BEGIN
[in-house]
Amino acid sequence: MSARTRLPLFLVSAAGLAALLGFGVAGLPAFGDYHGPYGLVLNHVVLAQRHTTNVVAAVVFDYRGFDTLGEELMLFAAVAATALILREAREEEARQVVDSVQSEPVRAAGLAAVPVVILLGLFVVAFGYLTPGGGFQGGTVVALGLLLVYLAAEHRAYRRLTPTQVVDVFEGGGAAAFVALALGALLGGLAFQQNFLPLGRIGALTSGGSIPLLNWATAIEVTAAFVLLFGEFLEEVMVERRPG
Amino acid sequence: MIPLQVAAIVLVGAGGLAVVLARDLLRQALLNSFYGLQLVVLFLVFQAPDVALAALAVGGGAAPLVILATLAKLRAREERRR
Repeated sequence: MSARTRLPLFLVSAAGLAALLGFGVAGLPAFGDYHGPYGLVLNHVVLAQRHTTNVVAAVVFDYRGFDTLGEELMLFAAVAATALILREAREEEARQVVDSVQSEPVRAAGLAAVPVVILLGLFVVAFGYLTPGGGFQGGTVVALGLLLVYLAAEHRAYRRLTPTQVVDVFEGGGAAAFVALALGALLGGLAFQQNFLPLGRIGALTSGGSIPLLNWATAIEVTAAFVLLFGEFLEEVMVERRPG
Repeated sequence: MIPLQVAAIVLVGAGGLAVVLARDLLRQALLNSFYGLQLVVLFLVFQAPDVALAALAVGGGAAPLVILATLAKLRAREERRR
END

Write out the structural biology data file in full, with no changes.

[in-house]
Amino acid sequence: MSARTRLPLFLVSAAGLAALLGFGVAGLPAFGDYHGPYGLVLNHVVLAQRHTTNVVAAVVFDYRGFDTLGEELMLFAAVAATALILREAREEEARQVVDSVQSEPVRAAGLAAVPVVILLGLFVVAFGYLTPGGGFQGGTVVALGLLLVYLAAEHRAYRRLTPTQVVDVFEGGGAAAFVALALGALLGGLAFQQNFLPLGRIGALTSGGSIPLLNWATAIEVTAAFVLLFGEFLEEVMVERRPG
Amino acid sequence: MIPLQVAAIVLVGAGGLAVVLARDLLRQALLNSFYGLQLVVLFLVFQAPDVALAALAVGGGAAPLVILATLAKLRAREERRR
Repeated sequence: MSARTRLPLFLVSAAGLAALLGFGVAGLPAFGDYHGPYGLVLNHVVLAQRHTTNVVAAVVFDYRGFDTLGEELMLFAAVAATALILREAREEEARQVVDSVQSEPVRAAGLAAVPVVILLGLFVVAFGYLTPGGGFQGGTVVALGLLLVYLAAEHRAYRRLTPTQVVDVFEGGGAAAFVALALGALLGGLAFQQNFLPLGRIGALTSGGSIPLLNWATAIEVTAAFVLLFGEFLEEVMVERRPG
Repeated sequence: MIPLQVAAIVLVGAGGLAVVLARDLLRQALLNSFYGLQLVVLFLVFQAPDVALAALAVGGGAAPLVILATLAKLRAREERRR